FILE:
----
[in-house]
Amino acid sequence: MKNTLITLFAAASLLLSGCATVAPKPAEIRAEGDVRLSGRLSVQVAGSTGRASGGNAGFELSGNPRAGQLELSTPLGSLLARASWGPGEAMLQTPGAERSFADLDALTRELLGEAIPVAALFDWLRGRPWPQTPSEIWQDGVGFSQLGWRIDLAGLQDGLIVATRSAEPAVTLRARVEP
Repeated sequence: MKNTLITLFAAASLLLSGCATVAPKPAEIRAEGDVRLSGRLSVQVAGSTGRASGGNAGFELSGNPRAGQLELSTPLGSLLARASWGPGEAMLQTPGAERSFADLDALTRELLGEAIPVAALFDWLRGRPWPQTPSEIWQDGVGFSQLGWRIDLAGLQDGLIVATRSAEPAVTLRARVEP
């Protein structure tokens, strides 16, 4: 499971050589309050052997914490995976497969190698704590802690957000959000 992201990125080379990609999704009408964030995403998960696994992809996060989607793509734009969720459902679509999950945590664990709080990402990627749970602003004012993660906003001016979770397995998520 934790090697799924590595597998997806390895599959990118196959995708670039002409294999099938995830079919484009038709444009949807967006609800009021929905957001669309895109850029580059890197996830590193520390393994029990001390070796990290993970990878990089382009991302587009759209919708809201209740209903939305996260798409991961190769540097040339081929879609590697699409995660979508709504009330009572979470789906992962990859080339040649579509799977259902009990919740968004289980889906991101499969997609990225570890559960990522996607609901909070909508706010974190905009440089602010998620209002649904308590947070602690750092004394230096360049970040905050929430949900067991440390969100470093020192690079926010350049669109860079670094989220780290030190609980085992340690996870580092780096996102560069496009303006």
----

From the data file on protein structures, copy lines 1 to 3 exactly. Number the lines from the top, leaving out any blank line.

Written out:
[in-house]
Amino acid sequence: MKNTLITLFAAASLLLSGCATVAPKPAEIRAEGDVRLSGRLSVQVAGSTGRASGGNAGFELSGNPRAGQLELSTPLGSLLARASWGPGEAMLQTPGAERSFADLDALTRELLGEAIPVAALFDWLRGRPWPQTPSEIWQDGVGFSQLGWRIDLAGLQDGLIVATRSAEPAVTLRARVEP
Repeated sequence: MKNTLITLFAAASLLLSGCATVAPKPAEIRAEGDVRLSGRLSVQVAGSTGRASGGNAGFELSGNPRAGQLELSTPLGSLLARASWGPGEAMLQTPGAERSFADLDALTRELLGEAIPVAALFDWLRGRPWPQTPSEIWQDGVGFSQLGWRIDLAGLQDGLIVATRSAEPAVTLRARVEP